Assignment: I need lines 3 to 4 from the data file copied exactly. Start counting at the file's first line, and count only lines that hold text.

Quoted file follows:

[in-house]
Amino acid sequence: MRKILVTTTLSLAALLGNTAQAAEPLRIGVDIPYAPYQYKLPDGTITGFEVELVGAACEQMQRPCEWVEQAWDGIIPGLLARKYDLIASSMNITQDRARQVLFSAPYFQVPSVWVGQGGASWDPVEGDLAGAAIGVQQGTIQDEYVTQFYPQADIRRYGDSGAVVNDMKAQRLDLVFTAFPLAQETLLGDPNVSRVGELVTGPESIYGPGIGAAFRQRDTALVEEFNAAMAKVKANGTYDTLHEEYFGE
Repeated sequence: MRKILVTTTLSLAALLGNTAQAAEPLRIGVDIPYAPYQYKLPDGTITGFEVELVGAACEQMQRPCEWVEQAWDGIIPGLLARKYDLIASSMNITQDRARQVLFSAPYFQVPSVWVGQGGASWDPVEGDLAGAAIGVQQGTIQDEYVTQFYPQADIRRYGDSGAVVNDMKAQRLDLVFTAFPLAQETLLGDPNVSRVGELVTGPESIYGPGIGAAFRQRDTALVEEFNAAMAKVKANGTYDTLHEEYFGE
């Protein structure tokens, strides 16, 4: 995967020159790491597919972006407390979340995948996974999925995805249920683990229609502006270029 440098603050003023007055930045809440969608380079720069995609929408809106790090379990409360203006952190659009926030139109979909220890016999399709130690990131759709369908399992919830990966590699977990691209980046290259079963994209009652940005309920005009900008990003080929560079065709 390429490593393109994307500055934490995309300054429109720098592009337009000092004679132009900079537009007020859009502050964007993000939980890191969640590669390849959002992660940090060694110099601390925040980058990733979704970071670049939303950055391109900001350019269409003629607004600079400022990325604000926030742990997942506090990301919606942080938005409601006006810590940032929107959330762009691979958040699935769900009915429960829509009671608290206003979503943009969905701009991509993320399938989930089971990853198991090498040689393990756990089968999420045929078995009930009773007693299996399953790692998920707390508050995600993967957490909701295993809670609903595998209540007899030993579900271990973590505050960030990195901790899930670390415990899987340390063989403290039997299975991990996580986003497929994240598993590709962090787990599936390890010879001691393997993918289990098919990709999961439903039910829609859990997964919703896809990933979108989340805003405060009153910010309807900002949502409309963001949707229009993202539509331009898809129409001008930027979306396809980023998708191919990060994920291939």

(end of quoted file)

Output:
Repeated sequence: MRKILVTTTLSLAALLGNTAQAAEPLRIGVDIPYAPYQYKLPDGTITGFEVELVGAACEQMQRPCEWVEQAWDGIIPGLLARKYDLIASSMNITQDRARQVLFSAPYFQVPSVWVGQGGASWDPVEGDLAGAAIGVQQGTIQDEYVTQFYPQADIRRYGDSGAVVNDMKAQRLDLVFTAFPLAQETLLGDPNVSRVGELVTGPESIYGPGIGAAFRQRDTALVEEFNAAMAKVKANGTYDTLHEEYFGE
């Protein structure tokens, strides 16, 4: 995967020159790491597919972006407390979340995948996974999925995805249920683990229609502006270029 440098603050003023007055930045809440969608380079720069995609929408809106790090379990409360203006952190659009926030139109979909220890016999399709130690990131759709369908399992919830990966590699977990691209980046290259079963994209009652940005309920005009900008990003080929560079065709 390429490593393109994307500055934490995309300054429109720098592009337009000092004679132009900079537009007020859009502050964007993000939980890191969640590669390849959002992660940090060694110099601390925040980058990733979704970071670049939303950055391109900001350019269409003629607004600079400022990325604000926030742990997942506090990301919606942080938005409601006006810590940032929107959330762009691979958040699935769900009915429960829509009671608290206003979503943009969905701009991509993320399938989930089971990853198991090498040689393990756990089968999420045929078995009930009773007693299996399953790692998920707390508050995600993967957490909701295993809670609903595998209540007899030993579900271990973590505050960030990195901790899930670390415990899987340390063989403290039997299975991990996580986003497929994240598993590709962090787990599936390890010879001691393997993918289990098919990709999961439903039910829609859990997964919703896809990933979108989340805003405060009153910010309807900002949502409309963001949707229009993202539509331009898809129409001008930027979306396809980023998708191919990060994920291939």